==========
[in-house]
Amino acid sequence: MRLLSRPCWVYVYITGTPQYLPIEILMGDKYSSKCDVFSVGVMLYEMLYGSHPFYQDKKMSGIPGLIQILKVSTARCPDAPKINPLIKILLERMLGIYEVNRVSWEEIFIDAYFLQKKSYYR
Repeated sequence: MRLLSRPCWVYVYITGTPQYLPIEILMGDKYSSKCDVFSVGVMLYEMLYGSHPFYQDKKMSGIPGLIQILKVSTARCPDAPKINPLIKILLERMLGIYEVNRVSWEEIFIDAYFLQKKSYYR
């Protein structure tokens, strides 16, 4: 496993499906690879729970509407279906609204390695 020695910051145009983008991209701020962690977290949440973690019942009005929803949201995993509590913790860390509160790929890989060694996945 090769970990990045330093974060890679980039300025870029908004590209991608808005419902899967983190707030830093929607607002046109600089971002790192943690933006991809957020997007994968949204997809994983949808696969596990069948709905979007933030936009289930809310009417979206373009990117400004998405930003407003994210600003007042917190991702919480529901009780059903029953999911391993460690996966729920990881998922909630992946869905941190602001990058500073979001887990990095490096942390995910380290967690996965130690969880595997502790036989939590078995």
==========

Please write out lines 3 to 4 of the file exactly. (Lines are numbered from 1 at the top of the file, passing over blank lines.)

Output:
Repeated sequence: MRLLSRPCWVYVYITGTPQYLPIEILMGDKYSSKCDVFSVGVMLYEMLYGSHPFYQDKKMSGIPGLIQILKVSTARCPDAPKINPLIKILLERMLGIYEVNRVSWEEIFIDAYFLQKKSYYR
């Protein structure tokens, strides 16, 4: 496993499906690879729970509407279906609204390695 020695910051145009983008991209701020962690977290949440973690019942009005929803949201995993509590913790860390509160790929890989060694996945 090769970990990045330093974060890679980039300025870029908004590209991608808005419902899967983190707030830093929607607002046109600089971002790192943690933006991809957020997007994968949204997809994983949808696969596990069948709905979007933030936009289930809310009417979206373009990117400004998405930003407003994210600003007042917190991702919480529901009780059903029953999911391993460690996966729920990881998922909630992946869905941190602001990058500073979001887990990095490096942390995910380290967690996965130690969880595997502790036989939590078995």